Trust me. Base camp memories never had more appeal as I rolled out my bivy bag in the mountain darkness pierced only by my headlamp. The location was a high saddle situated above a valley where elk fed consistently under cover of night. By dozing 1,500 feet above the valley, I was in position to pursue elk as they clambered back up the mountain for refuge. I would be waiting, rested and ready for an opportunity on the herd that felt they were ascending to safety.
Bivy is merely short for bivouac, which simply means of an unsheltered encampment or camp. That may be Webster’s take on bivy, but today you have options to be sheltered even without a tent if you decide to bivy.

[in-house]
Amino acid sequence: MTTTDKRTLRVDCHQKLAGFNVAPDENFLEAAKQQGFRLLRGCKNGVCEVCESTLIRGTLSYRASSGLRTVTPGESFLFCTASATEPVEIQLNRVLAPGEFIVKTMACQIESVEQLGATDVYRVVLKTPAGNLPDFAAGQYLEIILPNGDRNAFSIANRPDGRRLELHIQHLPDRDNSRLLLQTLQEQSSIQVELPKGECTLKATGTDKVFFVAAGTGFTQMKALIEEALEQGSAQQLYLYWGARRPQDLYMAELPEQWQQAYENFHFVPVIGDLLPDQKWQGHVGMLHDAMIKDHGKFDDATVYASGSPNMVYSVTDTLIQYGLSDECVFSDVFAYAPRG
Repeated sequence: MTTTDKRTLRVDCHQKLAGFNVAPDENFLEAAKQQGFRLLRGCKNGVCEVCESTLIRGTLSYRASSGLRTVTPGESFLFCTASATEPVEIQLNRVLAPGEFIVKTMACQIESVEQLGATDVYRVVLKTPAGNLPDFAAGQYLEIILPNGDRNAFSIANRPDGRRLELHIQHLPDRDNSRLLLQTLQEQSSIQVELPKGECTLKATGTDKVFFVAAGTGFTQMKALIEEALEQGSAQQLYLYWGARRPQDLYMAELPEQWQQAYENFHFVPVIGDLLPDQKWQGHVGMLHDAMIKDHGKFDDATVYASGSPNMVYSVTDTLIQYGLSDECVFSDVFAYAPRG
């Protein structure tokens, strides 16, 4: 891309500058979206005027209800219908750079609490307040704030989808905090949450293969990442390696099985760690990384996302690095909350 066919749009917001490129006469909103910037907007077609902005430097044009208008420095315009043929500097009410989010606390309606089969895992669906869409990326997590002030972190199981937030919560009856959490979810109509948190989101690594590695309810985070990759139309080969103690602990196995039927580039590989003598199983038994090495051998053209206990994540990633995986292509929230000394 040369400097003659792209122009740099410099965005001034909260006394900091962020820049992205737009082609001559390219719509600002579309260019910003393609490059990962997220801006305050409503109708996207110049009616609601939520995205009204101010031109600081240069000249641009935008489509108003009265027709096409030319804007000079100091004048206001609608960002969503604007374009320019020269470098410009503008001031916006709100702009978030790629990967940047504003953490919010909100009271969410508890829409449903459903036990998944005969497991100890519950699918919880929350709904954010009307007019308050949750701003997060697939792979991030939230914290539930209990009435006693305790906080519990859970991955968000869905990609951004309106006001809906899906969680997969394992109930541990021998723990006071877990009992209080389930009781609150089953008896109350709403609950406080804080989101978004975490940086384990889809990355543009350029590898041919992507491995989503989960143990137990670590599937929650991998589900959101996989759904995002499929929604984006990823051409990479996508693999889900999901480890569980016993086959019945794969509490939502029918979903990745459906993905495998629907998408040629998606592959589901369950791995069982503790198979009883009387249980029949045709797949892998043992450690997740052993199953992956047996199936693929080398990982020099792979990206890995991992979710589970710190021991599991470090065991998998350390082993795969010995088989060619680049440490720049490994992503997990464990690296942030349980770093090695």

Why bivy? For me it provides an option to save calories with just a bit of comfort loss at worst. As an aging hunter, hiking back to base camp nightly burns calories and wears you out faster on extended hunts. You also may need to stay with the animals. Elk present a perfect example. They do not have a firm home territory, especially during hunting season. If you finally locate a herd with some pattern of home consistency, living with them may be an optimal strategy for success.
For most of my mountain hikes I already carry an emergency bivy bag weighing less than 5 ounces. For more comfort, longer lengths of stay and preparedness in the case of extreme weather, you should add a few more items to your bivy camp. To get everything to your bivouac site, I will assume you have an appropriate backpack. Packs ranging from 3,500 to 6,000 cubic inches that include space for your bivy gear, plus cooking, hunting and layer extras. Now you need bivy basics.